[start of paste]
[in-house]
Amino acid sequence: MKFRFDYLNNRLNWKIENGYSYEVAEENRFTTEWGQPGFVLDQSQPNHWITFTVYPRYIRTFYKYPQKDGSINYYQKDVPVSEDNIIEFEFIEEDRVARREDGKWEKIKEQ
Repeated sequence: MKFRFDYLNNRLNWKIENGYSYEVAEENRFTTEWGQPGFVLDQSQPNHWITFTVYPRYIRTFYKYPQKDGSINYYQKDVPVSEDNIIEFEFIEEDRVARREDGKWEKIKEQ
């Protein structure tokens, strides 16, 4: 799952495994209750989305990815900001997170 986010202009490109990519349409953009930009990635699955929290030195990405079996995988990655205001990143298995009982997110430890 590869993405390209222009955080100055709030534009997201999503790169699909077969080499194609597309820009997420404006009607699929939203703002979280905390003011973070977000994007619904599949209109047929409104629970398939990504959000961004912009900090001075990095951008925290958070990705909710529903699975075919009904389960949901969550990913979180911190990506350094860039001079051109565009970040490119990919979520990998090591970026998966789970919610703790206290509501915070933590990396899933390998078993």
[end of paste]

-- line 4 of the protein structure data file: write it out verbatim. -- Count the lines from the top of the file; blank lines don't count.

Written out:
């Protein structure tokens, strides 16, 4: 799952495994209750989305990815900001997170 986010202009490109990519349409953009930009990635699955929290030195990405079996995988990655205001990143298995009982997110430890 590869993405390209222009955080100055709030534009997201999503790169699909077969080499194609597309820009997420404006009607699929939203703002979280905390003011973070977000994007619904599949209109047929409104629970398939990504959000961004912009900090001075990095951008925290958070990705909710529903699975075919009904389960949901969550990913979180911190990506350094860039001079051109565009970040490119990919979520990998090591970026998966789970919610703790206290509501915070933590990396899933390998078993």